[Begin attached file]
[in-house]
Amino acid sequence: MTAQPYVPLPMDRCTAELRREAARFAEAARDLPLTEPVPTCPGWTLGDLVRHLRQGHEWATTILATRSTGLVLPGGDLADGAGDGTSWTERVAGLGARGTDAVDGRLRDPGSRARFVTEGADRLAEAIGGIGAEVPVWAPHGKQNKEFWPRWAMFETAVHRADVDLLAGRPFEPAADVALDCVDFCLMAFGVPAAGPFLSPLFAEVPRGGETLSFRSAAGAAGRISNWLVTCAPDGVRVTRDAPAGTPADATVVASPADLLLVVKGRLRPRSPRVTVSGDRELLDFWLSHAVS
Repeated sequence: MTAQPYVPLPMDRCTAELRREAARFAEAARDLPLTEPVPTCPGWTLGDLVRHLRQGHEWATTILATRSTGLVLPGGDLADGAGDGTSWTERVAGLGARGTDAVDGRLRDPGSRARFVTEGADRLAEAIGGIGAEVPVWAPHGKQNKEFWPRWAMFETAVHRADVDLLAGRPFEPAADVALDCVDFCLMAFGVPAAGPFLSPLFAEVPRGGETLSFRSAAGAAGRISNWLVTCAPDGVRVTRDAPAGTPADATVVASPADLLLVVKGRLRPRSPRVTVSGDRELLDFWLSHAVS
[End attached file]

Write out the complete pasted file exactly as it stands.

[in-house]
Amino acid sequence: MTAQPYVPLPMDRCTAELRREAARFAEAARDLPLTEPVPTCPGWTLGDLVRHLRQGHEWATTILATRSTGLVLPGGDLADGAGDGTSWTERVAGLGARGTDAVDGRLRDPGSRARFVTEGADRLAEAIGGIGAEVPVWAPHGKQNKEFWPRWAMFETAVHRADVDLLAGRPFEPAADVALDCVDFCLMAFGVPAAGPFLSPLFAEVPRGGETLSFRSAAGAAGRISNWLVTCAPDGVRVTRDAPAGTPADATVVASPADLLLVVKGRLRPRSPRVTVSGDRELLDFWLSHAVS
Repeated sequence: MTAQPYVPLPMDRCTAELRREAARFAEAARDLPLTEPVPTCPGWTLGDLVRHLRQGHEWATTILATRSTGLVLPGGDLADGAGDGTSWTERVAGLGARGTDAVDGRLRDPGSRARFVTEGADRLAEAIGGIGAEVPVWAPHGKQNKEFWPRWAMFETAVHRADVDLLAGRPFEPAADVALDCVDFCLMAFGVPAAGPFLSPLFAEVPRGGETLSFRSAAGAAGRISNWLVTCAPDGVRVTRDAPAGTPADATVVASPADLLLVVKGRLRPRSPRVTVSGDRELLDFWLSHAVS